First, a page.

Three years later, Allie has joined a group of hardened survivors in an isolated, walled-in encampment. Outside the guarded walls the ferals roam free, and hunt. Allie has been noticing troubling patterns in the ferals' movements, and a disturbing number of new faces in the wild. Something catastrophic is brewing on the horizon, and time is running out. The ferals are coming, and there is no stopping them.
Back when I was still watching The Walking Dead (before all that Negan nonsense), I went through a post apocalypse phase with my reading choices. Survivors scrambling to endure as the world falls apart around them while zombies and bad guys hunt them like dogs. As much as I enjoyed reading them, it didn’t take long to notice a pattern with the storylines and the type of characters in the sub-genre.
There was usually at least one alpha male who coincidentally had an end-of-the-world “prepper” buddy with a secluded cabin. Other members usually included a feisty old guy, a child and at least one hot girl whose only purpose seemed to be constantly stumbling into stupid situations from which she needed to be rescued and serving as a love interest for the alpha male. One of the reasons I cut back on my post apocalypse reading is because I just wasn’t seeing anything outside this basic setup. Then I came across Feral.
Right out of the gate, the book blurb grabbed me by making it clear the main character wasn’t some muscle bound, ex-Navy Seal turned cop. It was a high school kid and a girl. Surely she joined up with some manly men who would rescue and then bed her, right? Nope. In this post apocalypse story, the guys are the problem, not the solution. By the time I got halfway through the blurb, I was in.
One way Feral doesn’t break with convention is by opening the story right before the end-of-the-world outbreak. This is where we’re introduced to Allie and she makes it abundantly clear that she’s not like other high school girls during her practice.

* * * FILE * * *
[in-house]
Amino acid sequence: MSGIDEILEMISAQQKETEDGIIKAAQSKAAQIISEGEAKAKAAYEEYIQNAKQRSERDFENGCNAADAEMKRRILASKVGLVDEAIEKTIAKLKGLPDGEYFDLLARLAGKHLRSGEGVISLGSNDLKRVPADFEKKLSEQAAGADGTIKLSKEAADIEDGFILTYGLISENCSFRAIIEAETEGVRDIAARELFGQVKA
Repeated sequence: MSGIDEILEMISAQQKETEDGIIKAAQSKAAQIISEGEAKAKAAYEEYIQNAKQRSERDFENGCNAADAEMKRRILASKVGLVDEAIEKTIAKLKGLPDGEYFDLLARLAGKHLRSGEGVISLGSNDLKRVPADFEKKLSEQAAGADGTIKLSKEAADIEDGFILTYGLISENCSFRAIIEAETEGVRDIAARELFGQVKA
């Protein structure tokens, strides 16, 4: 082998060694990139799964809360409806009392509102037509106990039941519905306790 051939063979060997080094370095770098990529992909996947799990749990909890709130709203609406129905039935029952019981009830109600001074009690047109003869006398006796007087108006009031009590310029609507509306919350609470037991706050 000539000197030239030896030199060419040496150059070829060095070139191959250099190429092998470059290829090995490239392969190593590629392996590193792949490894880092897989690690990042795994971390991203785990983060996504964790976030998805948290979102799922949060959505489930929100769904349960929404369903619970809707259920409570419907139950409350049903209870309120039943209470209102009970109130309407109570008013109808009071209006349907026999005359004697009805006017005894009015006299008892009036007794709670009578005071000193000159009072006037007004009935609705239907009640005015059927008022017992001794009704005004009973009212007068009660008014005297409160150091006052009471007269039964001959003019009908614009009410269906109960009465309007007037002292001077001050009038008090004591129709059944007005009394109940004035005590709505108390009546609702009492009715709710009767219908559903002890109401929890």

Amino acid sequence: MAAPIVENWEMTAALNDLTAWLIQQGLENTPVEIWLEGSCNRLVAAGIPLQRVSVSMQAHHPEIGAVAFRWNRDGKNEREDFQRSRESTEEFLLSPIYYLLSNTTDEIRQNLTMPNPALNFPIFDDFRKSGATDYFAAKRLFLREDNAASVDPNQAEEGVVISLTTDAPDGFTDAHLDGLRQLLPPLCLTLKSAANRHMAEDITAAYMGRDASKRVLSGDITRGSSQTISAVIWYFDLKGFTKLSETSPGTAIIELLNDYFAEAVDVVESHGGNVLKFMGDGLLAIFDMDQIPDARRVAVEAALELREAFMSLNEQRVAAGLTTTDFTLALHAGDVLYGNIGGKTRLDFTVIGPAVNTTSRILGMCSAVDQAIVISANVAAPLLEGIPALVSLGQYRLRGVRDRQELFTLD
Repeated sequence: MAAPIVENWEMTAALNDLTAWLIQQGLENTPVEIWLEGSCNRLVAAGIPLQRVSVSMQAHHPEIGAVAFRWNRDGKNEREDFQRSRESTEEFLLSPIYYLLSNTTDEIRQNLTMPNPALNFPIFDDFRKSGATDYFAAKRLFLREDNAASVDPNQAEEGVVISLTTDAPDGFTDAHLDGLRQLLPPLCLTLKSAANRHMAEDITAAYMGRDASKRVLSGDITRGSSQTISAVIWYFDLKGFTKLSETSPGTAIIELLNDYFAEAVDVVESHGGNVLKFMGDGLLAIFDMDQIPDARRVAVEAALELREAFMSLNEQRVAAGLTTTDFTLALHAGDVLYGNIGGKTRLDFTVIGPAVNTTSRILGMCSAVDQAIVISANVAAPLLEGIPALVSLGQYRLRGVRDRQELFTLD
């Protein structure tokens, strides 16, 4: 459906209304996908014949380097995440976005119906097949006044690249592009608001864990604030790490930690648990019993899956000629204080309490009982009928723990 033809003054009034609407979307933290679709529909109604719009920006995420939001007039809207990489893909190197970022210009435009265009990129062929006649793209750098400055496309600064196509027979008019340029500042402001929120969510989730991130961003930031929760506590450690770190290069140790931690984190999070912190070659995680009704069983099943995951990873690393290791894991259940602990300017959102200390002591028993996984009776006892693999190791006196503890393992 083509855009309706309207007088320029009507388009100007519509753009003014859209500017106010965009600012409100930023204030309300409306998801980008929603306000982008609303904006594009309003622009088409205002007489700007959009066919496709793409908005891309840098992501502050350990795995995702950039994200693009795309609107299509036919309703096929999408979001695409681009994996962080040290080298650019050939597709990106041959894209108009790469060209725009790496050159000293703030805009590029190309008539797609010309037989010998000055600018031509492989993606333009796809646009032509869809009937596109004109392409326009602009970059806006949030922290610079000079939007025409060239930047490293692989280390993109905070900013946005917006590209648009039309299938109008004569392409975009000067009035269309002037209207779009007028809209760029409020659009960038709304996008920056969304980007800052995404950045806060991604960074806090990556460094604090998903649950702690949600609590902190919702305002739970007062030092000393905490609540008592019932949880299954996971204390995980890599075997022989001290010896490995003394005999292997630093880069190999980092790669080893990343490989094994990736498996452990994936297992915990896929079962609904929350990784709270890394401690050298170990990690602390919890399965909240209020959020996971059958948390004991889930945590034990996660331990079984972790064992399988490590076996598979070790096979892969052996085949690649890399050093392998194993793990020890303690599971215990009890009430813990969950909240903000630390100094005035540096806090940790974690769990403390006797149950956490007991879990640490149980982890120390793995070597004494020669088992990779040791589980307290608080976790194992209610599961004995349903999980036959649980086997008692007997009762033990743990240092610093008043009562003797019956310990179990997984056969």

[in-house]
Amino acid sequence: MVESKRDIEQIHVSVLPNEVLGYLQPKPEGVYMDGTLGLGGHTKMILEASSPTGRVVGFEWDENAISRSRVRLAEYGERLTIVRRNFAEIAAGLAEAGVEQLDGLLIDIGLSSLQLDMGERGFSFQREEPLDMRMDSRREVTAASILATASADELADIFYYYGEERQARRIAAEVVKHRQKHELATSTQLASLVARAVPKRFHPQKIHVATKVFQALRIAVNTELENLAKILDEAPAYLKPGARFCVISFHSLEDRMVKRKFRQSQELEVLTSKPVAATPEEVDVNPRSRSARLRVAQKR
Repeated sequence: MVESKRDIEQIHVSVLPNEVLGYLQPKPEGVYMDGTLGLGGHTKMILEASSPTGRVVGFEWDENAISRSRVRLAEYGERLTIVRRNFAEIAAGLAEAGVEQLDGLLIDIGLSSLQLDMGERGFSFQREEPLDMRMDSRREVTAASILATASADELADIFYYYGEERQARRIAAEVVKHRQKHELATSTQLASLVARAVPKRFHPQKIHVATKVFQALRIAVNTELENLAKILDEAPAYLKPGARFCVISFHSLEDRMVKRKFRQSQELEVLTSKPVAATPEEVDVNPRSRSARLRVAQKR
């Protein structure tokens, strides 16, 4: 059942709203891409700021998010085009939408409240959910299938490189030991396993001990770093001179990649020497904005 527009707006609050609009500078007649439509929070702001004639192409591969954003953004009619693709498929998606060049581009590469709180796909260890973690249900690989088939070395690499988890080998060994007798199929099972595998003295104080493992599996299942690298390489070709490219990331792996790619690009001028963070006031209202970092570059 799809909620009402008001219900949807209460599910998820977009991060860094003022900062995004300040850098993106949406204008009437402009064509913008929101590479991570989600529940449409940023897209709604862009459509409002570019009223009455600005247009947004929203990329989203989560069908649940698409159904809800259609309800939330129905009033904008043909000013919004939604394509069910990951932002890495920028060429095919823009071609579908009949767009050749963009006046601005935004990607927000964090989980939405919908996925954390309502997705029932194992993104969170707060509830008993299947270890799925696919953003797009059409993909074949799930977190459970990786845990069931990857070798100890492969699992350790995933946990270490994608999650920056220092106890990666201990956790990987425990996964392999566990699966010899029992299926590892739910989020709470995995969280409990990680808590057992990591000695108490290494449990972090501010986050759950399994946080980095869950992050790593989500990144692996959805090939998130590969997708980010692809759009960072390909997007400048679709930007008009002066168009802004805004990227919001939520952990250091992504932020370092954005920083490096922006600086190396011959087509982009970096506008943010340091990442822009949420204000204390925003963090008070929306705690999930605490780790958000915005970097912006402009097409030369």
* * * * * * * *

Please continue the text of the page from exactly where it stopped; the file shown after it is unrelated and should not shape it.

And then, late in practice, things get even more precise, everything fluid, and there’s an amazing moment when I can’t do anything wrong. There I am, running fast, spinning, pivoting, sprinting towards the goal. Nothing can stop me—I know it somehow, really know it—and even when the way looks blocked by three other players, I serpentine my way through. I take a hard hit, but it doesn’t slow me, then another, and today I don’t even feel it. I’ll welcome the bruises tomorrow
Once the opening establishes Allie as the alpha female, it jumps ahead a few years. She and her little sister have joined a group of women holed up in a walled compound to protect themselves from the roving male ferals who are violent, super strong and can literally smell females from miles away. By this point, Allie has become a fierce hunter/protector for the community but even she’s not prepared for the unexpected twists that begin to take place both inside the compound and out in the wild.
Overall, the plot moves at a comfortable pace with enough twists thrown in to keep things interesting. There are a few angsty, YA moments but for the most part, it’s kept to a minimum as the characters are forced to deal with multiple, rapidly-changing scenarios. Big picture moral dilemmas symbolizing the brutal choices every society makes to protect the greater good play out in real time as Allie struggles to figure out what’s right for everyone concerned but mostly for the ones she loves.
Given how how many things are left unresolved at the end, I was a bit surprised there’s been no mention of a sequel. This story is begging to made into a series. I think it’d be a good one.
My other major disappointment is that the book is priced at $11.99. I was given a copy to review for free but even knowing it’s an above average read, I don’t think I’d pay that much for any book not written by someone named Stephen King. I think the publisher is doing Feral a disservice by pricing it so high which is a real shame considering how much it has going for it.
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